Walking through the Lod Airport lobby near Tel Aviv was a wake-up call. It was June of 1972. I had just stepped off the plane on my way to a summer's work on an archaeological dig in Jerusalem.
Back home, only a week before, I had been glued to the story. Three Japanese Red Army terrorists, posing as tourists, had walked into the airport, unpacked their automatic firearms, then indiscriminately mowed down travelers and staff, slaughtering 24 and injuring 78 more.
Now, actually standing in that same lobby, seeing bullet holes sprayed all over the walls, envisioning the bloodletting that had occurred right there—that drove reality home! This was a different world, one stoked by ancient hatred that keeps it hanging tenuously on the edge of life and death every day. A little different timing, I thought, and it could have been us caught in the cross fire of other people's anger.
That was actually the first of two very different "wake-up calls" I experienced that summer in that small corner of the world. On one hand, as a young student on my first trip abroad, it began to register how real, and how dangerous, is our absolute inability to overcome our problems. (Nationality and religion aside, as fellow human beings, these are indeed our problems, not simply theirs.)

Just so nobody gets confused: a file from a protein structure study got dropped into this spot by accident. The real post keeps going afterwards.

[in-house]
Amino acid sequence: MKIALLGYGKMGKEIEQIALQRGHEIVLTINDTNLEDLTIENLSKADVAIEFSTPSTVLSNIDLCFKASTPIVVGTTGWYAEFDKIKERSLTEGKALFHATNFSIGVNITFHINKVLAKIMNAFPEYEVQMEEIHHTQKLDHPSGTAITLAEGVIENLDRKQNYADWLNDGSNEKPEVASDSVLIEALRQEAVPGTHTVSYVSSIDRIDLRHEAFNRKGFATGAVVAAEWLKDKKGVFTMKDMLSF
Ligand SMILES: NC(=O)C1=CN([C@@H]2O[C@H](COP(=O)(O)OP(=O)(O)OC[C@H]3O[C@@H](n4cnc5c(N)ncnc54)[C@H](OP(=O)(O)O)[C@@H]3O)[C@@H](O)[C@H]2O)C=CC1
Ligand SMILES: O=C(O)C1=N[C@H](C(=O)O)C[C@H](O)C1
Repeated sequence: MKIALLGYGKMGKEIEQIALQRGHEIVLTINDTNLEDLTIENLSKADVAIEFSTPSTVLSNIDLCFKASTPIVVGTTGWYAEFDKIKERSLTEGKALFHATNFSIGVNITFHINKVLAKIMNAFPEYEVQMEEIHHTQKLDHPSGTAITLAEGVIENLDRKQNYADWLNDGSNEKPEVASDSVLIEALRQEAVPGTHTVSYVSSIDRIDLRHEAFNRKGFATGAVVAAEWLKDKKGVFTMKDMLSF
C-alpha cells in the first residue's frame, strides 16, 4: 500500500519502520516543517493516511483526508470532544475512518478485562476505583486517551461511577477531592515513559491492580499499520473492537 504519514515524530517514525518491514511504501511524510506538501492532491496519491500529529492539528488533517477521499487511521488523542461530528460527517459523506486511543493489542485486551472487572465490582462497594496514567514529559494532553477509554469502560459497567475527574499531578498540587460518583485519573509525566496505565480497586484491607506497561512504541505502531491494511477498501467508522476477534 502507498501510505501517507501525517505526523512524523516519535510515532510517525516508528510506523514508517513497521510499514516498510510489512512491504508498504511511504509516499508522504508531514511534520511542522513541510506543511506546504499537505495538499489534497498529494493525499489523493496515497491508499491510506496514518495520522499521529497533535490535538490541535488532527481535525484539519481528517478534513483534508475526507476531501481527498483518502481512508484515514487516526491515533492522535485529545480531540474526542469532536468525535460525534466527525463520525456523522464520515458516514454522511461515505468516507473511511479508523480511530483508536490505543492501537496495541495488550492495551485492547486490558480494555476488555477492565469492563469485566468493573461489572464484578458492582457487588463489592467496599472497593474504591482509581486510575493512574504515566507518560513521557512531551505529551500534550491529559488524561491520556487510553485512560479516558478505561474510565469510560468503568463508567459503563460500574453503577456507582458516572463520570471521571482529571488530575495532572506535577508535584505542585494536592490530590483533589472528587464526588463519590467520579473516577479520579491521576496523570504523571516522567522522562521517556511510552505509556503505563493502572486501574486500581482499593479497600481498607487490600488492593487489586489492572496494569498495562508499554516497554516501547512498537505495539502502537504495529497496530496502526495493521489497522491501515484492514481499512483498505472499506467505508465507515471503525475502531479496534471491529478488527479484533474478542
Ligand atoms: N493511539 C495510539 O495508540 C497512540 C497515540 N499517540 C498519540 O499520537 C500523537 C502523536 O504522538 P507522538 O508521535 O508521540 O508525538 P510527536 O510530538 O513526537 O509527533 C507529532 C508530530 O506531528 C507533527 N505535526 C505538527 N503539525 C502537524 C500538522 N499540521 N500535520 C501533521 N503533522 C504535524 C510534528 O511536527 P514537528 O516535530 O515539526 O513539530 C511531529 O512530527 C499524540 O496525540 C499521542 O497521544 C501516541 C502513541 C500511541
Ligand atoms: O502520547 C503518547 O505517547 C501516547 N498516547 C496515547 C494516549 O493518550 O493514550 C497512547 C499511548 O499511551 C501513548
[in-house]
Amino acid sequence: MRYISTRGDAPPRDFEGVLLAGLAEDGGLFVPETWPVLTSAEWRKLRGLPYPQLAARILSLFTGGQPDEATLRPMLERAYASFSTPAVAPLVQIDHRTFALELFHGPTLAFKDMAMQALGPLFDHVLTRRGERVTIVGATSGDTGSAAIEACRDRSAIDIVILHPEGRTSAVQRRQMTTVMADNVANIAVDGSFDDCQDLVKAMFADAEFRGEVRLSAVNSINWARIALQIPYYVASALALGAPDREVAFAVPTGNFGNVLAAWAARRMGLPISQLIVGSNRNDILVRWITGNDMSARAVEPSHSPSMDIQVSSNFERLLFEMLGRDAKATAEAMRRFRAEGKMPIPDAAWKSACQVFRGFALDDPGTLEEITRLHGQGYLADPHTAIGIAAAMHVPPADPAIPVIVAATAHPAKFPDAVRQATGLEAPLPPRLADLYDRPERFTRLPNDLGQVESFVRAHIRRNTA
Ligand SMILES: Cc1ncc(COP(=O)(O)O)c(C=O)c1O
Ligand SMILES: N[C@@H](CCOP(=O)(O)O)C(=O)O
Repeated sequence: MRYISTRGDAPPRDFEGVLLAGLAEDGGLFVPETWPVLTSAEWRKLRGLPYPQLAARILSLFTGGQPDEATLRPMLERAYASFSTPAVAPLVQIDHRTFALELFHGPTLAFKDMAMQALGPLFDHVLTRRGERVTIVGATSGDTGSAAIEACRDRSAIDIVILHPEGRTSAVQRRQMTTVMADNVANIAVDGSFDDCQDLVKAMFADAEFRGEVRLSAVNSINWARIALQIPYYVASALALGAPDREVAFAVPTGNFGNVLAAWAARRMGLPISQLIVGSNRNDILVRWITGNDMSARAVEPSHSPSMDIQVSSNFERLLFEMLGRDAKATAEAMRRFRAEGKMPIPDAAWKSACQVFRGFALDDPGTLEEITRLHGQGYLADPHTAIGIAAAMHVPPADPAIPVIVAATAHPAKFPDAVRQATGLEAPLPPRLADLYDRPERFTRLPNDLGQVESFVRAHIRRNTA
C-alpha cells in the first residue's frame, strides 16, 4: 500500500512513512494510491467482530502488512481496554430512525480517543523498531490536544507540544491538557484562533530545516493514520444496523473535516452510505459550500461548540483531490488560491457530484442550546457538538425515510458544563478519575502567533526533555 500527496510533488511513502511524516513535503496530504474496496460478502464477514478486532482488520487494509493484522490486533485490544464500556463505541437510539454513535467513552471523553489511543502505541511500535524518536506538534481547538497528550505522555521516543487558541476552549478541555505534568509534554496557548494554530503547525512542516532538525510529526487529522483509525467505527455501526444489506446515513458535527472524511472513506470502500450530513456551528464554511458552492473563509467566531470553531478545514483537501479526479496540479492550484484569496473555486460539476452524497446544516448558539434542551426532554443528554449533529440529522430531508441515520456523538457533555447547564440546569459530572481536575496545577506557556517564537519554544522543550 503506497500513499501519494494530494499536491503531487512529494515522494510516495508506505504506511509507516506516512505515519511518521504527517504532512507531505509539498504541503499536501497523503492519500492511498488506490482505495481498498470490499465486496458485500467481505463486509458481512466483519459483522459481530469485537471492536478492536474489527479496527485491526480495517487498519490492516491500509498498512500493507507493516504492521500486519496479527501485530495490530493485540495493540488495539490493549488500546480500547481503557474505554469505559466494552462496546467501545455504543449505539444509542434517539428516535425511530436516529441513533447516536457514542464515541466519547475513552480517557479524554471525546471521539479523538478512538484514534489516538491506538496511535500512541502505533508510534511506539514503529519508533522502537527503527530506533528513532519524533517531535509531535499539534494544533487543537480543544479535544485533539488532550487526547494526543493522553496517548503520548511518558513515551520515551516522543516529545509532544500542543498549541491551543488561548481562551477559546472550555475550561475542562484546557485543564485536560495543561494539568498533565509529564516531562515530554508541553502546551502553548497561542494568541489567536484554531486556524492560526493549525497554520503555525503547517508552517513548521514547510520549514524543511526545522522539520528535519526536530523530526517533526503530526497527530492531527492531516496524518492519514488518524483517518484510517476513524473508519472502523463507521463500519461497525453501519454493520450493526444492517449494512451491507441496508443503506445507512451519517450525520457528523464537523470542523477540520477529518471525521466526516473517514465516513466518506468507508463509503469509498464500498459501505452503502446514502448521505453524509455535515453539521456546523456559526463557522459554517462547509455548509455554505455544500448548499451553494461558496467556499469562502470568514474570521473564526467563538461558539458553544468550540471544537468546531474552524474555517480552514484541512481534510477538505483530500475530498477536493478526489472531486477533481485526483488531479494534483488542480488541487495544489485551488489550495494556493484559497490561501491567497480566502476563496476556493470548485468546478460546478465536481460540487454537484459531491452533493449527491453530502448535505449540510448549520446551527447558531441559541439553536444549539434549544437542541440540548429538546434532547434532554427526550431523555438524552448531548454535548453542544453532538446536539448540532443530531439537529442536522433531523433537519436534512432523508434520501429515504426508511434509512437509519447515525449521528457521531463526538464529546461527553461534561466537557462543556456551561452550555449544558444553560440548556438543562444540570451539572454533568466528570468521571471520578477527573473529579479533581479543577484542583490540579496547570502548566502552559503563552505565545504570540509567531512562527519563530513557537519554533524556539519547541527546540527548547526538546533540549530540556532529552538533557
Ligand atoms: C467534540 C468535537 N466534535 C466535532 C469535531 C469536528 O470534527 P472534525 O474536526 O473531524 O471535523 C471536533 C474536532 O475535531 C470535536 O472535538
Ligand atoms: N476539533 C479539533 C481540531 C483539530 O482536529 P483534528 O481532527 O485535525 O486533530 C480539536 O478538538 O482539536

On the other hand, walking where Jesus walked, and standing where He's going to stand, ranks as one of the most inspiring experiences of my life. God is in control of our destiny, and He promised that Jesus Christ will return to put an end to all this madness. Being there helped cement that reality too!
Watching the warfare in Lebanon recently resurrected these memories and confirmed some old conclusions: Nothing has changed (only, 34 years later, the wedges are driven even deeper), and the same old irresolvable problems depend on the same single solution.
Watching world diplomats scramble between bitter enemies, trying to control fires—born of centuries-old enmities—before they rage out of control and engulf the entire world, is like watching reruns of past efforts that only temporarily papered over the problems.
One Jewish leader assessed it this way: "Everybody sees a difficulty in the question of relations between Arabs and Jews. But not everybody sees that there is no solution to this question. No solution! There is a gulf, and nothing can bridge it . . . We, as a nation, want this country to be ours; the Arabs, as a nation, want this country to be theirs."
What makes this statement so remarkable is that it was spoken by David Ben-Gurion—in 1919! Any politician could declare the same thing on this evening's news and it would ring just as true. Some things simply don't change—especially the nature of humanity that regularly sets the world on fire.
So, are we hopeless? Was Ben-Gurion's fatalism correct? If I had to place confidence in humanity's ability to make peace, I'd be a card-carrying pessimist. But you won't find anyone more optimistic, more hopeful for the future, more confident that world peace lies ahead, than those of us who are listening to what God says about this, and thus looking beyond today's troubles.
He, too, has a peace plan. It's not one of building high walls to keep people away from each other's throats, but one of building right hearts. The world desperately needs this wake-up call! Stay with us, and see how God is going to make it happen! GN